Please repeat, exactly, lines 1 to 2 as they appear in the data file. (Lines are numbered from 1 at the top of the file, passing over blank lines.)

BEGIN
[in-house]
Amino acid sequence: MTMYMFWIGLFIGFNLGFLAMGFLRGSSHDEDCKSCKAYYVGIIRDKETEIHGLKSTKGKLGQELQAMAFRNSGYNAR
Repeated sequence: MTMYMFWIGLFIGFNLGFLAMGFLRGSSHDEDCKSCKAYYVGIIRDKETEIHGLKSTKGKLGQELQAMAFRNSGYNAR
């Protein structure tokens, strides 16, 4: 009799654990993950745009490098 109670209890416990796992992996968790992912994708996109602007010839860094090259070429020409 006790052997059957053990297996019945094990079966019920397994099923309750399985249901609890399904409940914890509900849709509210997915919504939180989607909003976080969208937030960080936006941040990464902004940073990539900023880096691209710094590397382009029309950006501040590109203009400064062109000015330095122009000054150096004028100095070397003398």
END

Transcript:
[in-house]
Amino acid sequence: MTMYMFWIGLFIGFNLGFLAMGFLRGSSHDEDCKSCKAYYVGIIRDKETEIHGLKSTKGKLGQELQAMAFRNSGYNAR